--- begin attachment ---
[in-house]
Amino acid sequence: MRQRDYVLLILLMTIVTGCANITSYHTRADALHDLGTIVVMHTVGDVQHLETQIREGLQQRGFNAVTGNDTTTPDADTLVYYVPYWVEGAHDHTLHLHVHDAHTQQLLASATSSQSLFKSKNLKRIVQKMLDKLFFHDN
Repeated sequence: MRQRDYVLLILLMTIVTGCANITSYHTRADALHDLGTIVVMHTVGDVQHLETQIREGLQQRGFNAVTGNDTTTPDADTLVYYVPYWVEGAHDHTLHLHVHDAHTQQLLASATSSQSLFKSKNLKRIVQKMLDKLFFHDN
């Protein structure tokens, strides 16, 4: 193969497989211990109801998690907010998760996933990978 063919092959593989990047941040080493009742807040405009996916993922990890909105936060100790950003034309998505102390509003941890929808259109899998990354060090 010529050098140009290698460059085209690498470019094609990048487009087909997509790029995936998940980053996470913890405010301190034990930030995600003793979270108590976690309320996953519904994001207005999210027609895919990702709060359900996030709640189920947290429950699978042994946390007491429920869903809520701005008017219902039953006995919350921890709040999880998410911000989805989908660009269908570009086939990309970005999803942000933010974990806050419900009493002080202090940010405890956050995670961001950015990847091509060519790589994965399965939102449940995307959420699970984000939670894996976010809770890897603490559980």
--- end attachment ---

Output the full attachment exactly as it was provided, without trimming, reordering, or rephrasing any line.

[in-house]
Amino acid sequence: MRQRDYVLLILLMTIVTGCANITSYHTRADALHDLGTIVVMHTVGDVQHLETQIREGLQQRGFNAVTGNDTTTPDADTLVYYVPYWVEGAHDHTLHLHVHDAHTQQLLASATSSQSLFKSKNLKRIVQKMLDKLFFHDN
Repeated sequence: MRQRDYVLLILLMTIVTGCANITSYHTRADALHDLGTIVVMHTVGDVQHLETQIREGLQQRGFNAVTGNDTTTPDADTLVYYVPYWVEGAHDHTLHLHVHDAHTQQLLASATSSQSLFKSKNLKRIVQKMLDKLFFHDN
């Protein structure tokens, strides 16, 4: 193969497989211990109801998690907010998760996933990978 063919092959593989990047941040080493009742807040405009996916993922990890909105936060100790950003034309998505102390509003941890929808259109899998990354060090 010529050098140009290698460059085209690498470019094609990048487009087909997509790029995936998940980053996470913890405010301190034990930030995600003793979270108590976690309320996953519904994001207005999210027609895919990702709060359900996030709640189920947290429950699978042994946390007491429920869903809520701005008017219902039953006995919350921890709040999880998410911000989805989908660009269908570009086939990309970005999803942000933010974990806050419900009493002080202090940010405890956050995670961001950015990847091509060519790589994965399965939102449940995307959420699970984000939670894996976010809770890897603490559980």